# Identity between roots of polynomials

Let $A\in{\mathbb C}[X]$ be a monic polynomial of degree $n\geq 2$, with roots $\alpha_1,\alpha_2,\alpha_3, \ldots ,\alpha_n$. Let $B$ be the polynomial

$$B=\prod_{k=1}^{n} \bigg(X-\frac{\alpha_k+\frac{1}{\alpha_k}}{2}\bigg)$$

Can anybody show the following identity

$$B'(1)=\frac{A(1)(A'(1)+A''(1))-(A'(1)^2)}{2^{n-1}A(0)}$$

UPDATE 16:00 I have checked it by computer for $2 \leq n \leq 7$.

Since most of your identity involves values of $A$ and $B$ at $1$, it may be clearer to shift the polynomials, and to work on $A(X+1)$ and $B(X+1)$ at $0$. Then $A'(1),B'(1),A''(1)$ are just some coefficients of those polynomials, and the Vieta formulas relate those coefficients with elementary symmetric polynomials in their roots.

Also, I tend to prefer the symmetric polynomials of degree $1$ and $2$ rather than $n-1$ and $n-2$, so to switch between those I have to use the reciprocal of the roots :

Let $\beta_k = (\alpha_k-1)^{-1}$ and $\gamma_k = (\frac 1 2 (\alpha_k + \frac 1 {\alpha_k})-1)^{-1}$ so that $A(X+1) = \prod (X - \beta_i^{-1})$, and $B(X+1) = \prod (X-\gamma_i^{-1})$.

The Vieta relations give the identities :
$A(0) = \prod (-\alpha_k)$
$A(1) = \prod (-\beta_k^{-1})$
$B(1) = \prod(-\gamma_k^{-1})$
$B'(1)/B(1) = - \sum \gamma_k$
$A'(1)/A(1) = - \sum \beta_k$
$A''(1)/A(1) = 2\sum \beta_k\beta_l$

We will attempt to express combinations of $B(1),B'(1),A(0)$ in terms of only the $A(1),A'(1),A''(1)$ by translating those expressions into symmetric expressions in the $\beta_k$ :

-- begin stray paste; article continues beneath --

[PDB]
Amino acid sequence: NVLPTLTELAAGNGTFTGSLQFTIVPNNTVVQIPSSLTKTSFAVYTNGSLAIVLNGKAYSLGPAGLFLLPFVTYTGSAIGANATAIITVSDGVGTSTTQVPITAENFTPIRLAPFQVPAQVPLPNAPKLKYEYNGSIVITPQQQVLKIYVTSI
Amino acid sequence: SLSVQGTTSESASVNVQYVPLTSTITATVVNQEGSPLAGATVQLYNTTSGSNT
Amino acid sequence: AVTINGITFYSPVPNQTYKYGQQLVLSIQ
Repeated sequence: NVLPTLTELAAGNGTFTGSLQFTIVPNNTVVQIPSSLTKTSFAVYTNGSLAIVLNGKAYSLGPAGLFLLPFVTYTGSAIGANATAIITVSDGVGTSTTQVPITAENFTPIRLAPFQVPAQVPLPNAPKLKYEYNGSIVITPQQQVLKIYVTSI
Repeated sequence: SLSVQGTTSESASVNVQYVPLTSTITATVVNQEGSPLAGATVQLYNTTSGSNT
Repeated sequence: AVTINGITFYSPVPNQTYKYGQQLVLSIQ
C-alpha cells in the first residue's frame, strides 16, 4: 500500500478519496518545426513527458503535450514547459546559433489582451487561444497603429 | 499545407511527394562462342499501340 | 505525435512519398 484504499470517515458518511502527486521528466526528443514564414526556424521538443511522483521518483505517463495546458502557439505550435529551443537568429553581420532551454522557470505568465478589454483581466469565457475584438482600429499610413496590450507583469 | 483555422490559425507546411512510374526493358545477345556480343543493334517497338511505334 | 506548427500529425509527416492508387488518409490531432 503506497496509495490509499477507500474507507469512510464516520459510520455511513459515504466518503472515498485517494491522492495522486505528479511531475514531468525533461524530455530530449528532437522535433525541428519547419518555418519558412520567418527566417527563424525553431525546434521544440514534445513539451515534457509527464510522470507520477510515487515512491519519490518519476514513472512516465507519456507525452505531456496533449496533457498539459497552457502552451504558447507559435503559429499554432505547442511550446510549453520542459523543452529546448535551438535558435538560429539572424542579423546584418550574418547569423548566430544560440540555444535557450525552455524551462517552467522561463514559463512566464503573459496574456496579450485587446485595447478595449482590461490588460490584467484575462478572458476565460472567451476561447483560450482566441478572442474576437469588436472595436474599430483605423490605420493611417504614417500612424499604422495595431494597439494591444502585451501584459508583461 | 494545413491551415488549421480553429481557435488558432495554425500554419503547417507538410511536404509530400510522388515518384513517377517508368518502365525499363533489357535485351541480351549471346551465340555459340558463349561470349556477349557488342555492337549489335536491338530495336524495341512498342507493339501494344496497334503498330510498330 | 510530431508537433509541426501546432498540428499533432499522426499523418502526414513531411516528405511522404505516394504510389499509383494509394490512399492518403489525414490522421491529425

Expressing $\gamma_k$ in terms of $\beta_k$ we get $\alpha_k = \frac {\beta_k+1} {\beta_k}$, $\alpha_k + \frac 1 {\alpha_k} = \frac {2\beta_k^2 + 2\beta_k+1}{\beta_k^2+\beta_k}$ and finally $\gamma_k = 2\beta_k(\beta_k+1)$.

Hence : $$-\frac{B'(1)}{B(1)} = \sum_k \gamma_k = 2\sum (\beta_k^2 + \beta_k) = 2\left((\sum \beta_k)^2 - 2\sum \beta_k\beta_l + \sum \beta_k\right) = 2\left( \frac {A'(1)^2}{A(1)^2} - \frac{A''(1)}{A(1)} - \frac{A'(1)}{A(1)}\right) = 2\frac{A'(1)^2-A''(1)A(1) - A(1)A'(1)}{A(1)^2}$$

And $$B(1)A(0) = \prod (- \gamma_k)^{-1}(- \alpha_k) = 2^{-n}\prod(\alpha_k^2-2\alpha_k+1) = 2^{-n}\prod \beta_k^{-2} = 2^{-n}A(1)^2$$

Combining those two we obtain your equality.

• Nice but a little hard to follow. Could you “demistify” your proof a little ? I wonder if there is also a formula for $B''(1)$ in terms of $A$ and its derivatives. – Ewan Delanoy Nov 11 '13 at 15:49
• @EwanDelanoy : There should be a formula like this for $B''(1)$ using the $3$rd and $4$th derivative of $A$ at $1$, and so on for the next coefficients. – mercio Nov 11 '13 at 16:16